Chapter 1Software and Software EngineeringD.Balaganesh-Lincoln UniversityCollege2
Software’s Dual RoleD.Balaganesh-Lincoln UniversityCollege3Software is a productDelivers computing potentialProduces, manages, acquires, modifies, displays, or transmitsinformationSoftware is a vehicle for delivering a productSupports or directly provides system functionalityControls other programs (e.g., an operating system)Effects communications (e.g., networking software)Helps build other software (e.g., software tools)
What is Software?D.Balaganesh-Lincoln UniversityCollege4Software is a set of items or objectsthat form a “configuration” thatincludes• programs• documents• data ...
What is Software?D.Balaganesh-Lincoln UniversityCollege5software is engineeredsoftware doesn’t wear outsoftware is complex
Wear vs. DeteriorationD.Balaganesh-Lincoln UniversityCollege6idealizedcurvechangeactualcurveFailurerateTimeincreasedfailurerate duetosideeffects
Software—New CategoriesD.Balaganesh-Lincoln UniversityCollege8 Ubiquitous computing—wireless networks Netsourcing—the Web as a computing engine Open source—”free” source code open to the computing community (ablessing, but also a potential curse!) Also … (see Chapter 32) Data mining Grid computing Cognitive machines Software for nanotechnologies
Legacy SoftwareD.Balaganesh-Lincoln UniversityCollege9software must be adapted to meet the needs of new computingenvironments or technology.software must be enhanced to implement new businessrequirements.software must be extended to make it interoperable with othermore modern systems or databases.software must be re-architected to make it viable within a networkenvironment.Why must it change?
Software EvolutionD.Balaganesh-Lincoln UniversityCollege10 The Law of Continuing Change (1974): E-type systems must be continually adapted else they become progressively lesssatisfactory. The Law of Increasing Complexity (1974): As an E-type system evolves its complexity increases unless work is done tomaintain or reduce it. The Law of Self Regulation (1974): The E-type system evolution process is self-regulating with distribution of productand process measures close to normal. The Law of Conservation of Organizational Stability (1980): The average effective global activity rate in an evolving E-type system is invariant over product lifetime. The Law of Conservation of Familiarity (1980): As an E-type system evolves all associated with it, developers, salespersonnel, users, for example, must maintain mastery of its content and behavior to achieve satisfactory evolution. The Law of Continuing Growth (1980): The functional content of E-type systems must be continually increased tomaintain user satisfaction over their lifetime. The Law of Declining Quality (1996): The quality of E-type systems will appear to be declining unless they arerigorously maintained and adapted to operational environment changes. The Feedback System Law (1996): E-type evolution processes constitute multi-level, multi-loop, multi-agent feedbacksystems and must be treated as such to achieve significant improvement over any reasonable base.Source: Lehman, M., et al, “Metrics and Laws of Software Evolution—The Nineties View,”Proceedings of the 4th International Software Metrics Symposium (METRICS 97), IEEE, 1997, can bedownloaded from: http://www.ece.utexas.edu/~perry/work/papers/feast1.pdf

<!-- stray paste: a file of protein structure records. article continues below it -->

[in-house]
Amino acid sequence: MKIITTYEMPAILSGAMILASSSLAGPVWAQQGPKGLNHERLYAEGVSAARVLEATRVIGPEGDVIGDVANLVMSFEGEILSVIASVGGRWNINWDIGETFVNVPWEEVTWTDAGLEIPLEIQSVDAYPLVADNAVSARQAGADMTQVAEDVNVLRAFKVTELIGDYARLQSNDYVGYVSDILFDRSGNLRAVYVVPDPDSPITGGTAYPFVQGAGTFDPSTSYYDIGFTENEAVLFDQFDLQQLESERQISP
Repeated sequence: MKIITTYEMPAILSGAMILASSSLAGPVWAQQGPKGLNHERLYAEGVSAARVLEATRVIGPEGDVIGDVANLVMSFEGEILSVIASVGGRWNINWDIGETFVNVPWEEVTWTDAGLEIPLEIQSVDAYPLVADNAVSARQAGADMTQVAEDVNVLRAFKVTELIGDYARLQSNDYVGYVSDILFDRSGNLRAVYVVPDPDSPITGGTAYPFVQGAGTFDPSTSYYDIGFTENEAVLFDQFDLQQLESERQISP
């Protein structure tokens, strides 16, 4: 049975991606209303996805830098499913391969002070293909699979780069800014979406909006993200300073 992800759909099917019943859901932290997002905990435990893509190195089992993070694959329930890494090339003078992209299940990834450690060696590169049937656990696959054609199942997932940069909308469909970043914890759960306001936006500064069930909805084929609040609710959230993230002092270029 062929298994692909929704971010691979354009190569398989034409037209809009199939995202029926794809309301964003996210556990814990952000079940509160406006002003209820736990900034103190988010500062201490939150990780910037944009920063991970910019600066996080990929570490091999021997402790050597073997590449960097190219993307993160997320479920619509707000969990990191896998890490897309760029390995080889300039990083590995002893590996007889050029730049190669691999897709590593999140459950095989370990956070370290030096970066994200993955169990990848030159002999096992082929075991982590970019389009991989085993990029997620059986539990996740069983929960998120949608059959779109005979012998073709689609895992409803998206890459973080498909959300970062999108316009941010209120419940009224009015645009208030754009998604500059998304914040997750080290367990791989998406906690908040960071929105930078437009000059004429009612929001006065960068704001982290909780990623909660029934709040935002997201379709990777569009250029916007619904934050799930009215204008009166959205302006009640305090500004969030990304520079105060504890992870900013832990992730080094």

Software MythsD.Balaganesh-Lincoln UniversityCollege11Affect managers, customers (and other non-technicalstakeholders) and practitionersAre believable because they often have elements of truth,but …Invariably lead to bad decisions,therefore …Insist on reality as you navigate your way through softwareengineering